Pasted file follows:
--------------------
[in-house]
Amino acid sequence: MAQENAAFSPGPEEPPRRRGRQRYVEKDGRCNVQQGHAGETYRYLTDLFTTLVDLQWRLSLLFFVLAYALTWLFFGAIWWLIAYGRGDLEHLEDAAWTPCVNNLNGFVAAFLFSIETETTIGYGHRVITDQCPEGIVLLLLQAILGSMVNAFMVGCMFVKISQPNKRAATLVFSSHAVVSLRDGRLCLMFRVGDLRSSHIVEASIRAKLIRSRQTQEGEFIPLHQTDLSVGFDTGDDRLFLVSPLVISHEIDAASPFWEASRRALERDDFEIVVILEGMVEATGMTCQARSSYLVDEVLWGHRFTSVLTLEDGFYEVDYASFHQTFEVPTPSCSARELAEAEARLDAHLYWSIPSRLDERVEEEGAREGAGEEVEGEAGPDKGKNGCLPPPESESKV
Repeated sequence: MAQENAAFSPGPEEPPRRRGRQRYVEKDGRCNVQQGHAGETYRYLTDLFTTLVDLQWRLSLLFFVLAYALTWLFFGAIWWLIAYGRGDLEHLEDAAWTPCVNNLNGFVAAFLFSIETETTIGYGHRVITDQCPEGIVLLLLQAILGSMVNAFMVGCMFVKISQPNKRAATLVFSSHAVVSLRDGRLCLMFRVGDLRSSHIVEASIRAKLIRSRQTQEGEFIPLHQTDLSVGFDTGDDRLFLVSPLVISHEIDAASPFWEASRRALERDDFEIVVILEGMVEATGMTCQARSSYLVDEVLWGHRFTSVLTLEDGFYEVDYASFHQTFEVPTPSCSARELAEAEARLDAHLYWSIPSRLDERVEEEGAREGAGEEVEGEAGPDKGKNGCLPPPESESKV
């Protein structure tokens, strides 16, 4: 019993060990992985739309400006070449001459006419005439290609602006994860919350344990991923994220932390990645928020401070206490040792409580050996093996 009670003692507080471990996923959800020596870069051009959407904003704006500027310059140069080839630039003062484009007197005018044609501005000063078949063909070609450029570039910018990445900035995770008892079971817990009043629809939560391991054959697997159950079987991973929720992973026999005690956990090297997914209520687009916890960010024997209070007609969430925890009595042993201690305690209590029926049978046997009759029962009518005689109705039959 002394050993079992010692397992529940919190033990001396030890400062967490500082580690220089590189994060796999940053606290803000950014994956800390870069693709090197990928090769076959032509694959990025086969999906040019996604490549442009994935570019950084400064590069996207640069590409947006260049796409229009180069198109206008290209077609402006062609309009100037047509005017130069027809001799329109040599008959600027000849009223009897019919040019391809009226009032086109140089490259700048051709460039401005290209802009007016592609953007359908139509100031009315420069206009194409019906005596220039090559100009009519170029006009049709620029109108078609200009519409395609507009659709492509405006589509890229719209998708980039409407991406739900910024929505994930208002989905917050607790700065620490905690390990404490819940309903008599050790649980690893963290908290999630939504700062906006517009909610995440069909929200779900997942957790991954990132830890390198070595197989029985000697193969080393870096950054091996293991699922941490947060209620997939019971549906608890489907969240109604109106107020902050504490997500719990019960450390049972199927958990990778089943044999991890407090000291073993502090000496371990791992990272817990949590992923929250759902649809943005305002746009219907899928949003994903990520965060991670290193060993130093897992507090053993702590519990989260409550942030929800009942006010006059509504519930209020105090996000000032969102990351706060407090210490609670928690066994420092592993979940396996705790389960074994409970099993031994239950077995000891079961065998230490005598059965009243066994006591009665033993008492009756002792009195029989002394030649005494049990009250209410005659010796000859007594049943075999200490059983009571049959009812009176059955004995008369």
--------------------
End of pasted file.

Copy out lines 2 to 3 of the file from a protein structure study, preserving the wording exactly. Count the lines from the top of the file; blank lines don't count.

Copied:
Amino acid sequence: MAQENAAFSPGPEEPPRRRGRQRYVEKDGRCNVQQGHAGETYRYLTDLFTTLVDLQWRLSLLFFVLAYALTWLFFGAIWWLIAYGRGDLEHLEDAAWTPCVNNLNGFVAAFLFSIETETTIGYGHRVITDQCPEGIVLLLLQAILGSMVNAFMVGCMFVKISQPNKRAATLVFSSHAVVSLRDGRLCLMFRVGDLRSSHIVEASIRAKLIRSRQTQEGEFIPLHQTDLSVGFDTGDDRLFLVSPLVISHEIDAASPFWEASRRALERDDFEIVVILEGMVEATGMTCQARSSYLVDEVLWGHRFTSVLTLEDGFYEVDYASFHQTFEVPTPSCSARELAEAEARLDAHLYWSIPSRLDERVEEEGAREGAGEEVEGEAGPDKGKNGCLPPPESESKV
Repeated sequence: MAQENAAFSPGPEEPPRRRGRQRYVEKDGRCNVQQGHAGETYRYLTDLFTTLVDLQWRLSLLFFVLAYALTWLFFGAIWWLIAYGRGDLEHLEDAAWTPCVNNLNGFVAAFLFSIETETTIGYGHRVITDQCPEGIVLLLLQAILGSMVNAFMVGCMFVKISQPNKRAATLVFSSHAVVSLRDGRLCLMFRVGDLRSSHIVEASIRAKLIRSRQTQEGEFIPLHQTDLSVGFDTGDDRLFLVSPLVISHEIDAASPFWEASRRALERDDFEIVVILEGMVEATGMTCQARSSYLVDEVLWGHRFTSVLTLEDGFYEVDYASFHQTFEVPTPSCSARELAEAEARLDAHLYWSIPSRLDERVEEEGAREGAGEEVEGEAGPDKGKNGCLPPPESESKV